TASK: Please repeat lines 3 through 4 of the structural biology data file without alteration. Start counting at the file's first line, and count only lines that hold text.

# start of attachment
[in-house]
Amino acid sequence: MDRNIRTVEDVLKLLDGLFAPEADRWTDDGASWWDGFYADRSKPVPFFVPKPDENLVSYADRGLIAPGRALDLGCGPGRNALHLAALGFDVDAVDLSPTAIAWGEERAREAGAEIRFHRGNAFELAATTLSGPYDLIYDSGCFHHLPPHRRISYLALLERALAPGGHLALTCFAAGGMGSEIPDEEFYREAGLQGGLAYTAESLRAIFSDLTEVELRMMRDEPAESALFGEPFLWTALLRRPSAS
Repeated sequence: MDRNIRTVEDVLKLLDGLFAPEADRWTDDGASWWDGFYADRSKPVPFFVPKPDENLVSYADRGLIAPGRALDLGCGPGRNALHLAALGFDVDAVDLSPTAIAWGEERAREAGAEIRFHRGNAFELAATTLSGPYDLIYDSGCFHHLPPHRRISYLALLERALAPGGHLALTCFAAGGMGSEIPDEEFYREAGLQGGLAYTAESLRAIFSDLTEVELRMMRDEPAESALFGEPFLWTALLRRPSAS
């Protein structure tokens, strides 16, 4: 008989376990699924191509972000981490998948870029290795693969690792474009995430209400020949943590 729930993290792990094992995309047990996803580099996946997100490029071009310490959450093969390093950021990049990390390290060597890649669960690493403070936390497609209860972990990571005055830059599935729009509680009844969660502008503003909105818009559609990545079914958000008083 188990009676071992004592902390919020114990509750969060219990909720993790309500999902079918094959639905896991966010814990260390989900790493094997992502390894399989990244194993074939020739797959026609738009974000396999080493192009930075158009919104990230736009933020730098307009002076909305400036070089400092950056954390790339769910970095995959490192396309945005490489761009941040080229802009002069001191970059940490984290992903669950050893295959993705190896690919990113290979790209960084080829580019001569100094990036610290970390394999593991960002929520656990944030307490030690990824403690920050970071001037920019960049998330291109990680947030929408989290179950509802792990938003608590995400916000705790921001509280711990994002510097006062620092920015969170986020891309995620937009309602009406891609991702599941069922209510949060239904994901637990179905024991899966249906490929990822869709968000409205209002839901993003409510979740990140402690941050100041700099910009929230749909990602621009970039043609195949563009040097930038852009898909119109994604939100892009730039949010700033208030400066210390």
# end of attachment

Repeated sequence: MDRNIRTVEDVLKLLDGLFAPEADRWTDDGASWWDGFYADRSKPVPFFVPKPDENLVSYADRGLIAPGRALDLGCGPGRNALHLAALGFDVDAVDLSPTAIAWGEERAREAGAEIRFHRGNAFELAATTLSGPYDLIYDSGCFHHLPPHRRISYLALLERALAPGGHLALTCFAAGGMGSEIPDEEFYREAGLQGGLAYTAESLRAIFSDLTEVELRMMRDEPAESALFGEPFLWTALLRRPSAS
């Protein structure tokens, strides 16, 4: 008989376990699924191509972000981490998948870029290795693969690792474009995430209400020949943590 729930993290792990094992995309047990996803580099996946997100490029071009310490959450093969390093950021990049990390390290060597890649669960690493403070936390497609209860972990990571005055830059599935729009509680009844969660502008503003909105818009559609990545079914958000008083 188990009676071992004592902390919020114990509750969060219990909720993790309500999902079918094959639905896991966010814990260390989900790493094997992502390894399989990244194993074939020739797959026609738009974000396999080493192009930075158009919104990230736009933020730098307009002076909305400036070089400092950056954390790339769910970095995959490192396309945005490489761009941040080229802009002069001191970059940490984290992903669950050893295959993705190896690919990113290979790209960084080829580019001569100094990036610290970390394999593991960002929520656990944030307490030690990824403690920050970071001037920019960049998330291109990680947030929408989290179950509802792990938003608590995400916000705790921001509280711990994002510097006062620092920015969170986020891309995620937009309602009406891609991702599941069922209510949060239904994901637990179905024991899966249906490929990822869709968000409205209002839901993003409510979740990140402690941050100041700099910009929230749909990602621009970039043609195949563009040097930038852009898909119109994604939100892009730039949010700033208030400066210390």